Volume 96, Issue 99
Friday, April 4, 2003

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Wiggity wack: Local DJs rise up at The Wave

By Benjamin Freedman
Gazette Staff

J-Lo and Ja Rule likely won't be making any guest appearances this Saturday at The Wave. Still, the Technics DMC DJ Championships should offer insight into the roots of hip-hop and showcase some of Ontario's strongest turntablists.

Even though the event features all the elements of hip-hop (turntablism, emcee, graffiti and b-boy/girl), the turntablists will definitely be the focus.

Other events will include an emcee battle, a showdown between local breakdance crews Albino Sebrahs and Futonics and a bomb session for graffiti artists behind Dr. Disc at noon.

Rod Skimmins, aka LEDside, will be hosting the event. He has been a mainstay on the London underground hip-hop scene for close to eight years, and talks with a profound sense of excitement about this year's talent.

"The people who are really going to be impressive are those who should have been in the competition before: Butter and Swift. But they're just my friends. Other than them, I guarantee the winner will be someone that no one has ever heard of: a bedroom DJ. The guy will come out of nowhere and just wow everyone with crazy techniques," Skimmins says.

As an art, turntablism embraces the simplicity which characterized old school hip-hop and made it so attractive. Essentially, it's the skill of cutting between tracks to create new sounds.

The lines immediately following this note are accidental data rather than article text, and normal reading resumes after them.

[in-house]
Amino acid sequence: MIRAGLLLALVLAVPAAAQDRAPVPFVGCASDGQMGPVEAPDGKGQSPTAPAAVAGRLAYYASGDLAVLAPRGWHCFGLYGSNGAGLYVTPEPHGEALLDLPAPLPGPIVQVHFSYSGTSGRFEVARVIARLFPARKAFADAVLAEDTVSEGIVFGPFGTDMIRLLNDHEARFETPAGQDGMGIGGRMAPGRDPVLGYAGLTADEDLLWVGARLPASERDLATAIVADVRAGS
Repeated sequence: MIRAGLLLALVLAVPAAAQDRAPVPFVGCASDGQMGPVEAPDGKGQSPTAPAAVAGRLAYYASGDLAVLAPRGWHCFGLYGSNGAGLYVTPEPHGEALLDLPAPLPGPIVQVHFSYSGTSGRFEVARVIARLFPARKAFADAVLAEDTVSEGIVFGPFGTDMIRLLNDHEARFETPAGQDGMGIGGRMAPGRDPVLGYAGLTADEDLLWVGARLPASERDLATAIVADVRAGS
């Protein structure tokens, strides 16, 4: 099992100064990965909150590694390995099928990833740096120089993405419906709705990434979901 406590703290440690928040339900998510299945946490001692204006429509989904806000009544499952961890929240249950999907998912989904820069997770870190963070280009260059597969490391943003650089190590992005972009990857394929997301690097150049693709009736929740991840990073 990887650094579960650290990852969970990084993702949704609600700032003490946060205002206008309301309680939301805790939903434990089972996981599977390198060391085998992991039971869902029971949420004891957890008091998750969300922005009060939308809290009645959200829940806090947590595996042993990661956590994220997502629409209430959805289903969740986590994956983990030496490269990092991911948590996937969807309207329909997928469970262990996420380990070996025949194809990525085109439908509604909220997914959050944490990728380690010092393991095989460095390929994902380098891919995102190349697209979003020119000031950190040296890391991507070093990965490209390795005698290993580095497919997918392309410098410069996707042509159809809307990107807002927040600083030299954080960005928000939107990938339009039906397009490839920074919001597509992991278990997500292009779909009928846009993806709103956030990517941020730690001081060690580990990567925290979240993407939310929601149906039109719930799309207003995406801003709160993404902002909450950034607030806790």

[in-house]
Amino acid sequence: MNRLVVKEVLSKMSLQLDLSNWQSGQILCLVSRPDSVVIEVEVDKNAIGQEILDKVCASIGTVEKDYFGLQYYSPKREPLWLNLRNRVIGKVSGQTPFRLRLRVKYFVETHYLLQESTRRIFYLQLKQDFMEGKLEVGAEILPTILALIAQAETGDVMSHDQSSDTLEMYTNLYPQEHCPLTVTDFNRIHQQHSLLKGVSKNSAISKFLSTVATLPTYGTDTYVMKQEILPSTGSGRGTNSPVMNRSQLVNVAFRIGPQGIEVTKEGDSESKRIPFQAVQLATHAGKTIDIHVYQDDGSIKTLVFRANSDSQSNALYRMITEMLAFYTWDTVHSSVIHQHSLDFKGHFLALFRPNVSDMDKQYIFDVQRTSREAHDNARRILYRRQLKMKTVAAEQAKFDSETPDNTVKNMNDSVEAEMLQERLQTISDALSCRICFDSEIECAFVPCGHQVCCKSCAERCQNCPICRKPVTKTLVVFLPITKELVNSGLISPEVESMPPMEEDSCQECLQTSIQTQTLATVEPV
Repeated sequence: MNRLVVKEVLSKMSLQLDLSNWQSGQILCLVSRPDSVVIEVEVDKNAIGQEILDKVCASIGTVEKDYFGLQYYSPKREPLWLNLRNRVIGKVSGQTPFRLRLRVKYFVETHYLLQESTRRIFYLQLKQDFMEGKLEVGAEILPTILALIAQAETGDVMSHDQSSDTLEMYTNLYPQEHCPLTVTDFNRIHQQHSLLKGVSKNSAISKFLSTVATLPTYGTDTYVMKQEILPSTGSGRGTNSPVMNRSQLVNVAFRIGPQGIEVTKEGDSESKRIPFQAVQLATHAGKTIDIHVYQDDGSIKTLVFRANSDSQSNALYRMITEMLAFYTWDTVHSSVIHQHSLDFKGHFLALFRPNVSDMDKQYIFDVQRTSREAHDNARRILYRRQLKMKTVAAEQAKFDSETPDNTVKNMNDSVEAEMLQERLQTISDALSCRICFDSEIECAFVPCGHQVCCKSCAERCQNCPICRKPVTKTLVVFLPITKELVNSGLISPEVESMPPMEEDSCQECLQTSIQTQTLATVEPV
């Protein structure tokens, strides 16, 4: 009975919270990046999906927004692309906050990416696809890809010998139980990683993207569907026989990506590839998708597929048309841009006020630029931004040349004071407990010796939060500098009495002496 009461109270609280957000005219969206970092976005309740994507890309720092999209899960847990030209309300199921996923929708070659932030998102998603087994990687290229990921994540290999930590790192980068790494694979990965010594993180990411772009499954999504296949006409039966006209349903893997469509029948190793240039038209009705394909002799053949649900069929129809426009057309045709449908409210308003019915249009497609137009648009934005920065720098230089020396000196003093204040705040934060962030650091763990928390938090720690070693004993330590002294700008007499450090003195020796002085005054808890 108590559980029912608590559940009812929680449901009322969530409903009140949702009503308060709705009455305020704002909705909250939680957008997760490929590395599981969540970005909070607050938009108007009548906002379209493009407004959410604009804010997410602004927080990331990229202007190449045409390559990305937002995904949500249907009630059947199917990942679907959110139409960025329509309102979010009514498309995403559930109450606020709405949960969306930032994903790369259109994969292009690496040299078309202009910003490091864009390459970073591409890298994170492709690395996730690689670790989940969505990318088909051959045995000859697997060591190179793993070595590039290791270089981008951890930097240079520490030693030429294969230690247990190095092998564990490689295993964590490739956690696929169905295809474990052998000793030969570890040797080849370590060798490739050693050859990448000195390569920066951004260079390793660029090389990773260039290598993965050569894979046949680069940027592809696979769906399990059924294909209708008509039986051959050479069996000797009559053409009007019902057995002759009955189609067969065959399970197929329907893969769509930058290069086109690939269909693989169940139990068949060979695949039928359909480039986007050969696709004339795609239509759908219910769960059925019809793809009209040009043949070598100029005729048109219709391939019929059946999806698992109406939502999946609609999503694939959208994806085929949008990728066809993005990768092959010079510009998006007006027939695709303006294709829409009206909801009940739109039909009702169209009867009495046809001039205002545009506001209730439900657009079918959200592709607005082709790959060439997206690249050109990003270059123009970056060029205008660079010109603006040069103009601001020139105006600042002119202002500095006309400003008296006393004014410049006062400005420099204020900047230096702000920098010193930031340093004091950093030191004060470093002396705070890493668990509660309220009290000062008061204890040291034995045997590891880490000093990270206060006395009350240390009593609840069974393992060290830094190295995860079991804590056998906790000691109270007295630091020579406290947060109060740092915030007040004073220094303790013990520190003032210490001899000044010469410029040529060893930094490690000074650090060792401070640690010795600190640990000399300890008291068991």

"One of the things that has changed is that now DJs are doing more with their hands. They are utilizing more of the mixer, more of the turntable and more of the record," Skimmins explains.

Jeremy Horrell, the event organizer, is less excited by the technical aspects of the event and more by the melding of the mainstream and underground communities.

"In London there seems to be a lot of basement DJs who never get out to the clubs. It is an acquired taste because it is always changing and more complicated – this is probably why it never made its way into the mainstream clubs," Horrell says.

The event's success or failure will invariably be determined by the vibe created by the DJs. Steve Lewis, a judge for the event and member of the hip-hop crew Triad, suggested that, ironically, it will be the crowd's response that qualifies the strength or weakness of a rotation.

"I'll be looking for the straight skills and creativity," Lewis says. "A lot of people might go up there and do the same sort of thing I've heard over and over again. The true artists are easily distinguished by their scratching and their presence.

"Honestly, the more hyped you get the crowd, the more hyped you're going to look."


The 2003 Technics DMC Canadian DJ Championships will take place at The Wave on Saturday, Apr. 5 from 8 p.m. to 2 a.m.. Tickets are $15 in advance at Dr. Disc Remastered, or $20 at the door.

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2002 THE GAZETTE